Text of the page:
Cheap and cheerful: 2003 Fiat Barchetta
If you want a sporty, reliable, compact roadster that won't cost you dozens of thousands of pounds, the market is full of excellent options, most from the already well-established manufacturers. Think of the Mazda MX-5, the Audi TT, the Alfa Romeo Spider, the BMW Z4, and the Mercedes SLK. If you want to be a bit different and go against the grain, you can even opt for something like a Lexus SC. Alternatively, if you want to go completely left field and buy something unique, you can have this: the Fiat Barchetta.
I know that most of you have probably already seen a Barchetta, but this little Italian roadster is getting rarer by the day. At the moment, this is the only example for sale on our website, which is interesting, because even most Ferrari and Porsche models have at least half a dozen ad listings on our site at any moment. This particular example is a 2003 model which has done just 54,000 miles on the clock. If you average that out versus how old the car is, you'll see that that equates to roughly 3000 miles per year. It's an example which has been well taken care of then, and one that seems in thoroughly good shape.
The term Barchetta, when translated to English, means 'little boat'. It's also a type of open-top sports car body style that was popular in Italy throughout the 70s, 80s and 90s. The Fiat Barchetta is one of the last affordable Italian sports cars today. Apart from the Alfa Romeo Spider which is much larger than the Barchetta, there really haven't been that many Italian Roadsters since the little Fiat.
This example is selling for just under £6,000, which I know is quite a lot of money, but it's more than worth it if you stop and think about it. Not only is this car becoming increasingly rare and will undoubtedly be a future classic, but it's got insanely low miles which means it will hold its resale value well. If you're looking for a potential future classic which can be driven and enjoyed in the meantime, instead of just sitting in the garage, then I think you've found your vehicle.
Weirdly enough, the term 'Barchetta' perfectly describes the little Fiat. It's been designed and styled to look like a classic Italian yacht from whichever angle you look at it. Its entire silhouette is dominated by boat-like figures and lines, starting with that incredibly sculpted body. The bonnet is elongated and the sides are raised with little humps, almost like the guardrails on a boat's hull. The front overhang is also quite long, giving the impression that the car is longer than it actually is.
I love the simplicity of that front end too. There are no unnecessary splitters or winglets, just a pair of beautifully crafted headlights and a really clean bumper design. The back end is just as gorgeous as the front. Each taillight consists of two distinct rectangular sections which are joined inside a housing, but that can only be seen from the inside. I'm not the biggest fan of the centrally-mounted third brake light slapped in the middle of the boot, but I do love how clean and elegant the bumper is.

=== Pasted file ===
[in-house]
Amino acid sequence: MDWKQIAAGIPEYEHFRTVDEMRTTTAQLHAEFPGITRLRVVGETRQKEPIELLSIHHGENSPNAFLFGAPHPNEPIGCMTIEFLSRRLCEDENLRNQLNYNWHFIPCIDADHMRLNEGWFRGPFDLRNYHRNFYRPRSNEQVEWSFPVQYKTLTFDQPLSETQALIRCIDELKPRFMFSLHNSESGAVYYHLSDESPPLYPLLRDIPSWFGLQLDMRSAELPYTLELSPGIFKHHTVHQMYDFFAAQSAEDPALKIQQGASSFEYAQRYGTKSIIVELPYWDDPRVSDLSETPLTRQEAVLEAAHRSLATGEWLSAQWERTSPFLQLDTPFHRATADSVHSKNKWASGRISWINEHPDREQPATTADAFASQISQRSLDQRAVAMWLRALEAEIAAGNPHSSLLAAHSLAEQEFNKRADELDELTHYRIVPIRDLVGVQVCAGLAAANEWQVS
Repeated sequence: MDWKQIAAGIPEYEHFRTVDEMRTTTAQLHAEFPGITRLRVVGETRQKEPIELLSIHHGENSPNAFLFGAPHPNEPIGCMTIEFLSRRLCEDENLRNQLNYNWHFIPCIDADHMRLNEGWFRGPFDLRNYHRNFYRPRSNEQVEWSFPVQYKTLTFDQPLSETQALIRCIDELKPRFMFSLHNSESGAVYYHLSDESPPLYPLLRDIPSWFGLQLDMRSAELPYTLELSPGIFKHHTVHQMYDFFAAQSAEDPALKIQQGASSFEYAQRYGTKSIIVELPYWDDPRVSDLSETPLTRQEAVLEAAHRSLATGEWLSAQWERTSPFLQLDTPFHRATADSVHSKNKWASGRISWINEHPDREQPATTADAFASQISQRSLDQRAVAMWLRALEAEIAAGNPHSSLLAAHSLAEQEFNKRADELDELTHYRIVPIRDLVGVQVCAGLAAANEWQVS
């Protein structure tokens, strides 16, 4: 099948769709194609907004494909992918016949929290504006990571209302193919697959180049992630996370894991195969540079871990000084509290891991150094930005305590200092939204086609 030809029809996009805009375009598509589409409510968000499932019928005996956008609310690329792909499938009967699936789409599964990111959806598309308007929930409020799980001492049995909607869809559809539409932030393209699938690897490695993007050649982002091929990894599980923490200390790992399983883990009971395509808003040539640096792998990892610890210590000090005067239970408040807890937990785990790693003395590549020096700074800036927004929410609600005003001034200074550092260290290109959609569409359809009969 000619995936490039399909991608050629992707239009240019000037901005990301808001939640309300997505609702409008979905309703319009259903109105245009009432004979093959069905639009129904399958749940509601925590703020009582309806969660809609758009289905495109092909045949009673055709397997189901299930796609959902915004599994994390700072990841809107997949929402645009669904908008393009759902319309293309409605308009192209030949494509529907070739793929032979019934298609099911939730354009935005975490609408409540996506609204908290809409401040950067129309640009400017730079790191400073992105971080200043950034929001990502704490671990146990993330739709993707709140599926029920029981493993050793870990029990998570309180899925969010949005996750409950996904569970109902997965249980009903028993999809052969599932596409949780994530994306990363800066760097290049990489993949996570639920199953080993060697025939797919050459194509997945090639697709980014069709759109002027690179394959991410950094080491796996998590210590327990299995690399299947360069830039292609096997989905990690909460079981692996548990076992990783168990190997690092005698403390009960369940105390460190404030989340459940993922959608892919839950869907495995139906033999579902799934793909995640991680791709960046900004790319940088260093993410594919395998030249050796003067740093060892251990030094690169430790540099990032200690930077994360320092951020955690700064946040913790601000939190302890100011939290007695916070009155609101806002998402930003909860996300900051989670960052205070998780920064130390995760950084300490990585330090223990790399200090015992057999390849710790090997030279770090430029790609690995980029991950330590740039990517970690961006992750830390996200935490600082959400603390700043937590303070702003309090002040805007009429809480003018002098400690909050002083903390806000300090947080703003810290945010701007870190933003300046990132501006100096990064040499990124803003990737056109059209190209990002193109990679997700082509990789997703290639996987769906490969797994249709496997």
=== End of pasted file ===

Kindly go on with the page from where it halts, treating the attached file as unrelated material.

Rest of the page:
Inside, the Barchetta is everything you'd expect an old Italian Roadster to be. Most of the plastics are cheap and scratchy, and even the vinyl feels outdated. The build quality is questionable but these cars have a tendency to stay put together despite that, and it isn't what you'd exactly call full of tech. One thing I can't criticize it for is the interior design though. It manages to look elegant and sophisticated without being too outlandish or ghastly.
I absolutely love the red and green dials in the instrument cluster, as they remind me of old Italian sports car classics, namely most Maseratis. The steering wheel has an amazing shape too. It's almost as if Fiat predicted that 3-spoke steering wheels would be popular and in demand in the future. The seats are lovely as well, but you might struggle to squeeze inside or get comfortable if you're significantly taller or bulkier than average. Being a two-seater, you obviously don't have room for passengers in the back, but the boot is decently sized.
Engine and Performance
All Fiat Barchettas are powered by a 1.8-litre naturally aspirated 4-cylinder engine. Because the Barchetta shares the same platform as the Fiat Punto (176), it uses the same engine and most of the same drivetrain components. The 1.8 is good for 129 horsepower at 6,300 RPM and it produces 121 lb-ft of torque at 4,300 RPM. It might share most of its underpinnings with the Punto, but the Barchetta drives very different altogether.
At 1,056 kilograms it's an absolute lightweight compared to the Alfa Romeo Brera Spider, which weighs in at an astonishing 1.6 tons. Despite being front-wheel drive, the Barchetta is an absolute riot to drive. It's incredibly nimble and agile, especially at low to medium speeds, with really communicative steering that's full of feedback. Because it's a 5-speed manual, you have to row your own gears, which is always fun in a small roadster.
Model: Fiat Barchetta
Trim: 1.6 16V 2dr
Is it the best car ever made? No, of course not, but it's one of the most affordable Italian sportscars that's a potential candidate for becoming a future classic. If you've been following our article section closely you'll know I highlighted an Alfa Romeo Brera a few weeks ago, but the Brera has nothing on the little Barchetta as far as driving involvement is concerned. Despite being less powerful and older, I'd choose a used Fiat Barchetta every time because it's that much purer and more visceral.
DesperateSeller.co.uk rating: 8.5 out of 10